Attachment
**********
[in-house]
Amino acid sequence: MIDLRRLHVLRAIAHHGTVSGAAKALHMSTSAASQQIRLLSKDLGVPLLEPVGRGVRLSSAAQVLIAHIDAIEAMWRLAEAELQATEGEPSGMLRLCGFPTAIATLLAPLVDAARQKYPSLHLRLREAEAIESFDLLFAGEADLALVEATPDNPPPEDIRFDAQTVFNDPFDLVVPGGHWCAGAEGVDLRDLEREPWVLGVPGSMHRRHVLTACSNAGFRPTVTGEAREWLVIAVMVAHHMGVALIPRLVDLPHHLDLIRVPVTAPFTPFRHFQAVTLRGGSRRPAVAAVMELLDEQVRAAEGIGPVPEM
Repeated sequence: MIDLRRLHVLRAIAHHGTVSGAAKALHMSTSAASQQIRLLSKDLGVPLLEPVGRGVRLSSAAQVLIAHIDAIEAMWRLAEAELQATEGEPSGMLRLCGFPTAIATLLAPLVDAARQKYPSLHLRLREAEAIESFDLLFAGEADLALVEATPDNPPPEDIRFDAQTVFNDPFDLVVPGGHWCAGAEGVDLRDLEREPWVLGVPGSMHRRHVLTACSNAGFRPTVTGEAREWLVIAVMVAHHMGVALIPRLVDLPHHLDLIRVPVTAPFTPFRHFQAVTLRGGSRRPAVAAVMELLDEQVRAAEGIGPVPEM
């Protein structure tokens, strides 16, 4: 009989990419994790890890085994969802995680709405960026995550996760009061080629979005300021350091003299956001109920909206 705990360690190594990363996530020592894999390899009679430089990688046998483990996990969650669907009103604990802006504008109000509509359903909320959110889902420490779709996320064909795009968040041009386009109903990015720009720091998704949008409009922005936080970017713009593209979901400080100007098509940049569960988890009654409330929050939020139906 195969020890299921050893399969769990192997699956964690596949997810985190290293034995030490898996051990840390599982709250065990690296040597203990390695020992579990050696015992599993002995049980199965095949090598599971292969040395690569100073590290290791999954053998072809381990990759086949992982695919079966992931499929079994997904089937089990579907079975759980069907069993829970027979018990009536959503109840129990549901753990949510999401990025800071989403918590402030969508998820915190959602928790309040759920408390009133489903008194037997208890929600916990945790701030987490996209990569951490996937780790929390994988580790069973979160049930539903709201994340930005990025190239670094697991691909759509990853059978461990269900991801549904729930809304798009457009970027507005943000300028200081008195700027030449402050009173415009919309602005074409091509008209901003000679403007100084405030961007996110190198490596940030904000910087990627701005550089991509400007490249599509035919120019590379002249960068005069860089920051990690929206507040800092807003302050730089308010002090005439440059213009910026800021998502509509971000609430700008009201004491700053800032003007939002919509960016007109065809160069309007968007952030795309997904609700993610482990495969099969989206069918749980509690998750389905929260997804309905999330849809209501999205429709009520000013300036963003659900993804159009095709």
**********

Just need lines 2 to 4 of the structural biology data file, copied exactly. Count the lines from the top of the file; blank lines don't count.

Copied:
Amino acid sequence: MIDLRRLHVLRAIAHHGTVSGAAKALHMSTSAASQQIRLLSKDLGVPLLEPVGRGVRLSSAAQVLIAHIDAIEAMWRLAEAELQATEGEPSGMLRLCGFPTAIATLLAPLVDAARQKYPSLHLRLREAEAIESFDLLFAGEADLALVEATPDNPPPEDIRFDAQTVFNDPFDLVVPGGHWCAGAEGVDLRDLEREPWVLGVPGSMHRRHVLTACSNAGFRPTVTGEAREWLVIAVMVAHHMGVALIPRLVDLPHHLDLIRVPVTAPFTPFRHFQAVTLRGGSRRPAVAAVMELLDEQVRAAEGIGPVPEM
Repeated sequence: MIDLRRLHVLRAIAHHGTVSGAAKALHMSTSAASQQIRLLSKDLGVPLLEPVGRGVRLSSAAQVLIAHIDAIEAMWRLAEAELQATEGEPSGMLRLCGFPTAIATLLAPLVDAARQKYPSLHLRLREAEAIESFDLLFAGEADLALVEATPDNPPPEDIRFDAQTVFNDPFDLVVPGGHWCAGAEGVDLRDLEREPWVLGVPGSMHRRHVLTACSNAGFRPTVTGEAREWLVIAVMVAHHMGVALIPRLVDLPHHLDLIRVPVTAPFTPFRHFQAVTLRGGSRRPAVAAVMELLDEQVRAAEGIGPVPEM
């Protein structure tokens, strides 16, 4: 009989990419994790890890085994969802995680709405960026995550996760009061080629979005300021350091003299956001109920909206 705990360690190594990363996530020592894999390899009679430089990688046998483990996990969650669907009103604990802006504008109000509509359903909320959110889902420490779709996320064909795009968040041009386009109903990015720009720091998704949008409009922005936080970017713009593209979901400080100007098509940049569960988890009654409330929050939020139906 195969020890299921050893399969769990192997699956964690596949997810985190290293034995030490898996051990840390599982709250065990690296040597203990390695020992579990050696015992599993002995049980199965095949090598599971292969040395690569100073590290290791999954053998072809381990990759086949992982695919079966992931499929079994997904089937089990579907079975759980069907069993829970027979018990009536959503109840129990549901753990949510999401990025800071989403918590402030969508998820915190959602928790309040759920408390009133489903008194037997208890929600916990945790701030987490996209990569951490996937780790929390994988580790069973979160049930539903709201994340930005990025190239670094697991691909759509990853059978461990269900991801549904729930809304798009457009970027507005943000300028200081008195700027030449402050009173415009919309602005074409091509008209901003000679403007100084405030961007996110190198490596940030904000910087990627701005550089991509400007490249599509035919120019590379002249960068005069860089920051990690929206507040800092807003302050730089308010002090005439440059213009910026800021998502509509971000609430700008009201004491700053800032003007939002919509960016007109065809160069309007968007952030795309997904609700993610482990495969099969989206069918749980509690998750389905929260997804309905999330849809209501999205429709009520000013300036963003659900993804159009095709």